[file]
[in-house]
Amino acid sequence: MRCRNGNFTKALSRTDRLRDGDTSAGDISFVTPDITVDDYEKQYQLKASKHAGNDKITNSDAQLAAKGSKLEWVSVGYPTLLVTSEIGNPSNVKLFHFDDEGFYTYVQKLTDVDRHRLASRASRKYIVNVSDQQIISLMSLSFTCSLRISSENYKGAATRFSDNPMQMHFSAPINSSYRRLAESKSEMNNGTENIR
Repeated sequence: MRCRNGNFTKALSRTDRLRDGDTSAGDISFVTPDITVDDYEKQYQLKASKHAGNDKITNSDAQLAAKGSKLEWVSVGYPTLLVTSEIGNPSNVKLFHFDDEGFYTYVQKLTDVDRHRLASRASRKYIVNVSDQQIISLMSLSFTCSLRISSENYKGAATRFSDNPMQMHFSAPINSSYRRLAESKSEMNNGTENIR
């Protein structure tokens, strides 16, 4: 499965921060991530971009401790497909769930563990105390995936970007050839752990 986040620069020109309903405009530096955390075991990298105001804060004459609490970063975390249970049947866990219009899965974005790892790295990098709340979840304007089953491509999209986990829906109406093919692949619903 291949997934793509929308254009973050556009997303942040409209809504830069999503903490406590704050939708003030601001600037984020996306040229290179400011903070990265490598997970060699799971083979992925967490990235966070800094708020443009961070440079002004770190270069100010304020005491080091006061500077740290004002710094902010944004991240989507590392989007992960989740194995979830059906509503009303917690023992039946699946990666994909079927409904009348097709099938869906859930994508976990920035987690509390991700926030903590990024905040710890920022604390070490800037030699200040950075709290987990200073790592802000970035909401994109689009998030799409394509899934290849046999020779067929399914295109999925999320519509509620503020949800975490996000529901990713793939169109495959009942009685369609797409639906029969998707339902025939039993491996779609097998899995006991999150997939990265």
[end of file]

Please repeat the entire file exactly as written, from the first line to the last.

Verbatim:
[in-house]
Amino acid sequence: MRCRNGNFTKALSRTDRLRDGDTSAGDISFVTPDITVDDYEKQYQLKASKHAGNDKITNSDAQLAAKGSKLEWVSVGYPTLLVTSEIGNPSNVKLFHFDDEGFYTYVQKLTDVDRHRLASRASRKYIVNVSDQQIISLMSLSFTCSLRISSENYKGAATRFSDNPMQMHFSAPINSSYRRLAESKSEMNNGTENIR
Repeated sequence: MRCRNGNFTKALSRTDRLRDGDTSAGDISFVTPDITVDDYEKQYQLKASKHAGNDKITNSDAQLAAKGSKLEWVSVGYPTLLVTSEIGNPSNVKLFHFDDEGFYTYVQKLTDVDRHRLASRASRKYIVNVSDQQIISLMSLSFTCSLRISSENYKGAATRFSDNPMQMHFSAPINSSYRRLAESKSEMNNGTENIR
């Protein structure tokens, strides 16, 4: 499965921060991530971009401790497909769930563990105390995936970007050839752990 986040620069020109309903405009530096955390075991990298105001804060004459609490970063975390249970049947866990219009899965974005790892790295990098709340979840304007089953491509999209986990829906109406093919692949619903 291949997934793509929308254009973050556009997303942040409209809504830069999503903490406590704050939708003030601001600037984020996306040229290179400011903070990265490598997970060699799971083979992925967490990235966070800094708020443009961070440079002004770190270069100010304020005491080091006061500077740290004002710094902010944004991240989507590392989007992960989740194995979830059906509503009303917690023992039946699946990666994909079927409904009348097709099938869906859930994508976990920035987690509390991700926030903590990024905040710890920022604390070490800037030699200040950075709290987990200073790592802000970035909401994109689009998030799409394509899934290849046999020779067929399914295109999925999320519509509620503020949800975490996000529901990713793939169109495959009942009685369609797409639906029969998707339902025939039993491996779609097998899995006991999150997939990265």